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IL Biographies
Page 5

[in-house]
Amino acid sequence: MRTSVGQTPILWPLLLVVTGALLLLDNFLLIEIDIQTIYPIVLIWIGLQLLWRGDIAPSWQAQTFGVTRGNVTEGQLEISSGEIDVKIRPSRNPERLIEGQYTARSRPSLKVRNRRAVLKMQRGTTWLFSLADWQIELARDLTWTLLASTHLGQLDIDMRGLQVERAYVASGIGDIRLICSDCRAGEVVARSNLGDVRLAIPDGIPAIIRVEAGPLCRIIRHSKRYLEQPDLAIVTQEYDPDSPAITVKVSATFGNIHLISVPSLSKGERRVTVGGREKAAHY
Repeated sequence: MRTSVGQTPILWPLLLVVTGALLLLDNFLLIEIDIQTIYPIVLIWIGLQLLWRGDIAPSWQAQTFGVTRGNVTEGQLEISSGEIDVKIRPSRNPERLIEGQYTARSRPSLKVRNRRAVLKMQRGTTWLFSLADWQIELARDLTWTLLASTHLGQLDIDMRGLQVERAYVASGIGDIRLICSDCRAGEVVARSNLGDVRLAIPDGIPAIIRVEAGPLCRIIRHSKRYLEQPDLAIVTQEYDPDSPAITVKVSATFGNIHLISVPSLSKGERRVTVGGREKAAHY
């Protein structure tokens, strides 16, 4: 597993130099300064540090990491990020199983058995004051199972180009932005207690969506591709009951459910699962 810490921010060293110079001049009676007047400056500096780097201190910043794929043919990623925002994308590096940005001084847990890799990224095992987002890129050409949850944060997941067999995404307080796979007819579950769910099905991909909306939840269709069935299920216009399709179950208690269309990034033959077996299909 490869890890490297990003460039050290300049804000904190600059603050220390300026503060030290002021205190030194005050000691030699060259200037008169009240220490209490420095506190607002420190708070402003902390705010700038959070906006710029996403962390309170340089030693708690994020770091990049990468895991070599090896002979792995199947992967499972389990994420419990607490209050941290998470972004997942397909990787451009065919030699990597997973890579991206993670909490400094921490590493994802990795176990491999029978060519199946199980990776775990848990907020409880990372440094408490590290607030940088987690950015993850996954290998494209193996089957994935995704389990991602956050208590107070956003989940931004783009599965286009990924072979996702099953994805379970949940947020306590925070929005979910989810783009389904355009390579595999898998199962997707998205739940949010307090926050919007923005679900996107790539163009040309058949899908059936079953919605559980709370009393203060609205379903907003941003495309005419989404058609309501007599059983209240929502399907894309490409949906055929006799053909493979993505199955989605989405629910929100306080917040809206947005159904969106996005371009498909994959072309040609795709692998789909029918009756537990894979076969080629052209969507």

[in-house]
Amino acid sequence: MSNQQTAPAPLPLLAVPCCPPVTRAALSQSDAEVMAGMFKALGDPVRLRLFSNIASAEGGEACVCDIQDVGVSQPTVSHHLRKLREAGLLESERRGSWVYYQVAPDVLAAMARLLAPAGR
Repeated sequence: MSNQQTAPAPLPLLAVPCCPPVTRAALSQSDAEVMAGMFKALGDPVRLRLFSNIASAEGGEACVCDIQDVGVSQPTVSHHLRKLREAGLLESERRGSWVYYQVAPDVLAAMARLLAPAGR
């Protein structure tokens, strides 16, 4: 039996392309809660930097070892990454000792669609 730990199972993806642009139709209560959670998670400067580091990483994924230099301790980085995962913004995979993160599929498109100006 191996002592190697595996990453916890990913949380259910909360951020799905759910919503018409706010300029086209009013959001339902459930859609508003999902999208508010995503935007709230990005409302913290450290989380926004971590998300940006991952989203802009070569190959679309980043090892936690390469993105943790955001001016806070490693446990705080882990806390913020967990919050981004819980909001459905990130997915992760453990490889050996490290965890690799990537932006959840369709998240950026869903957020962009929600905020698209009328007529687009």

"DAVID BATY -Identified with the history of Modoc County from a very early day, Mr. Baty has experienced all of the hardships and privations incident  to live upon the frontier, and during a very long period of residence in the same locality has become familiar with the soil, climate, and possibilities of this section of the country. Years ago when white settlers were few and Indians hostile, he frequently offered his services as a private citizen and a volunteer to assist in quelling the savages, whose depredations brought heavy losses upon the ranchers.  Several times he lost his stock through the Indians and in other ways he was made to suffer inconvenience and heavy financial loss through the hostility of the red men, yet in spite of this trouble and many other adverse circumstances he has accumulated a valuable property. The son of John L. and Mary (Moore) Baty, natives of Ohio. David Baty was born in Brown County, that state, Feb. 4, 1843.  While he was yet a very small child he was taken to Illinois by his parents,who settled in Effingham County, and there he grew to manhood.  During the summer months he aided his father on the home farm, while in the winter he was permitted to attend the neighboring school. In the spring of 1864 he went to New York City, where he took passage on a vessel bound for the Isthmus of Panama. From there he came up the Pacific Ocean to San Francisco and then traveled across the country to Modoc County, arriving in Surprise Valley during the fall of 1864.  Southwest of where he now resides and near the military post of Fort Bidwell he preempted a tract of one hundred acres from the government. On this place he made his home for a number of years, but later bought one hundred and twenty acres, known as the Ross Ranch. The new tract was partly under fence, and later he make further improvements, erecting a house and barns, building fences, and making other improvements that add to the value of the ranch. At this writing he has thirty acres in alfalfa and the balance in timothy and wild hay. In the early days he raised grain extensively.  In addition to his home place he has filled a claim to a tract of timber land. The property which he owns represents his unaided exertions and possesses an increasing value. After a number of years as a bachelor on his ranch, in 1873, Mr. Baty returned to Illinois and in Effingham County married Miss Sarah Strief, whose father, John B. Strief, now makes his home near Lake City, Modoc County. Eight children were born of their union, six of whom are living, namely: Mary, who married Charles Peterson, now of Oregon, and has five children, Edna, Nettie, David, Peter, and Powell; Nettie, who first married Harry H. Peterson, by whom she had two children (Hazel, being now the only one living), and after obtaining a legal separation from him married Robert Tarance, of Reno, Nevada;  Albert L., who married Eunice Reeds, has three children, Roy Raymond, Marie, and Ruth, and resides on a farm adjoining his father's homestead; Samuel, who married Grace Chapman and lives near Alturas;  Carrie, who married Luman Foskett, they with their two children, Jennie and Florence, making their home in Warner Valley;  and David Jr., who remains with his father. Mrs. Sarah Baty died in 1896, and was buried in the Bidwell Cemetery. A few years afterward Mr. Baty was united in marriage with Mrs. Mary ( Wails) Reeds, who was born, reared and educated in Illinois, being a daughter of Thomas and Sarah (Brown) Wails, natives of Ohio, who died in Illinois. In her young  girlhood Miss Wails became the wife of Thomas Reeds, now deceased. Four children were born of this union, but all of the sons, John, Frank, and Roy have passed away. The only daughter, Eunice, is now the wife of Albert L. Baty, and lives near her mother's home. The family are consistent members of the Christian Church and contribute to religious and charitable movements. Politically Mr. Baty has always voted the Republican ticket and has taken a warm interest in local affairs.  For one term of four years he was a member of the board of supervisors of Modoc county and during that time he was foremost in favoring plans for the developoment of the county.....Submitted by: Dawn